Donkey Kong Jr.
  • Genre:
    • Platformer
  • Developers:
    • Nintendo (ARC/NES/FDS)
    • Coleco (2600/ColecoVision/Intellivision)
    • Atari (8-bit family/BBC/7800)
  • Publishers:
    • Nintendo (ARC/NES/FDS)
    • UK Atari (2600/BBC)
    • US Coleco (2600/ColecoVision/Intellivision)
    • US Atari (7800/8-bit family)
  • Released:
    ARC
    • JP 08/01/1982
    • US 08/20/1982
    2600
    • UK 1982
    • US 1983
    ColecoVision
    • US 1983
    Intellivision
    • US 1983
    NES
    • JP 07/15/1983
    • US June 1986
    • UK 06/15/1987
    Atari 8-bit family
    • US 06/01/1984
    BBC Micro
    • UK 1984
    FDS
    • JP 07/19/1988
    7800
    • US 1988
Score: 70%

This review was published on 01/04/2017.

Donkey Kong Jr., sometimes known as Donkey Kong Junior, is a platform video game developed and published by Nintendo for the arcades and various other platforms. This is the sequel to the highly successful and influential arcade game called Donkey Kong, which came out in 1981. The original arcade version of Donkey Kong Jr. was released in Japan on August 1, 1982, and North America on August 20, 1982. Then in 1983, the game was ported to the Atari 2600, ColecoVision, and Intellivision in North America. Later on, the game made its way to the Atari 8-bit family of computers in North America on June 1, 1984, and the BBC Micro in Europe also sometime in 1984. In 1988, the game was also ported to the Atari 7800 in North America. However, the most popular port was the one for the Nintendo Entertainment System, which came out in Japan on July 15, 1983, North America in June 1986, and Europe on June 15, 1987. Finally, the game was also ported to the Famicom Disk System in Japan on July 19, 1988. In other words, this game was basically everywhere in the 1980s.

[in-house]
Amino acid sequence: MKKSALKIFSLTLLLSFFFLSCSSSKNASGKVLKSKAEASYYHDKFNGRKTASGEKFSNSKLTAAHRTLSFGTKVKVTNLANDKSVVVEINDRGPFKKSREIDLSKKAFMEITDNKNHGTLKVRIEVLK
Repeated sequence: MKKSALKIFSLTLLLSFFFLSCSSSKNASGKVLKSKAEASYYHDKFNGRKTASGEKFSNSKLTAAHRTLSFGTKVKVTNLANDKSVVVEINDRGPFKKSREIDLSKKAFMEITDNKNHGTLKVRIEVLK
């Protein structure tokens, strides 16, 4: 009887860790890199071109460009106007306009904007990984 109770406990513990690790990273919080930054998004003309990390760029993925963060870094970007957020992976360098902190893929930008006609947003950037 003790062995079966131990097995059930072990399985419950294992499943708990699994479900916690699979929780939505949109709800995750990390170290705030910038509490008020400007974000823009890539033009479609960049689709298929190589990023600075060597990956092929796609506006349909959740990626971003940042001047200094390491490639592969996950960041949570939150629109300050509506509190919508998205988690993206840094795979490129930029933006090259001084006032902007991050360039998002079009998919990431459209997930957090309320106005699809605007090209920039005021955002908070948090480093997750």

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In the previous game, a nasty gorilla known as Donkey Kong kidnapped Pauline, the girlfriend of a carpenter named Mario, and took her to a construction site. Mario had to risk life and limb, but he ultimately succeeded in his daring rescue mission, defeating Donkey Kong and reuniting with the sweet Pauline. In Donkey Kong Jr., however, Mario is actually the villain. Going from protagonist to antagonist, Mario exacts his revenge on Donkey Kong by putting him in a big cage, like some kind of sadistic circus tamer. The new protagonist of this game is the eponymous Donkey Kong Jr., son of Donkey Kong, who takes on the tenuous task of rescuing his father. The rescue mission won't be easy, because Mario will place plenty of obstacles in Junior's path. By the way, here's a fun fact: this is currently the only video game to have casted Mario in the role of the villain.

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Like Mario in the last game, Donkey Kong Jr. is able to walk around his environment and jump from place to place. However, instead of climbing ladders, Donkey Kong Jr. spends most of his time on vines, or anything that's remotely like a vine, such as chains, ropes, or poles. To grab onto a vine or other similar type of thing, Jr. simply needs to touch it, whether on the ground or in the air. Once grabbed onto a vine-like object, Jr. can climb up or down it, or jump off of it, preferably to another nearby climbable thing. One other thing Junior can do is hold onto the vine or whatever with one hand, then put out his free hand to grab another nearby vine, either to the left or right. This can be used to move from vine to vine without having to jump. Additionally, Jr. will climb upwards faster if he's holding onto two vines at once, but he goes down faster if he's only holding one. It's this new mechanic that's the primary focus of the game, which is good, because it's fun.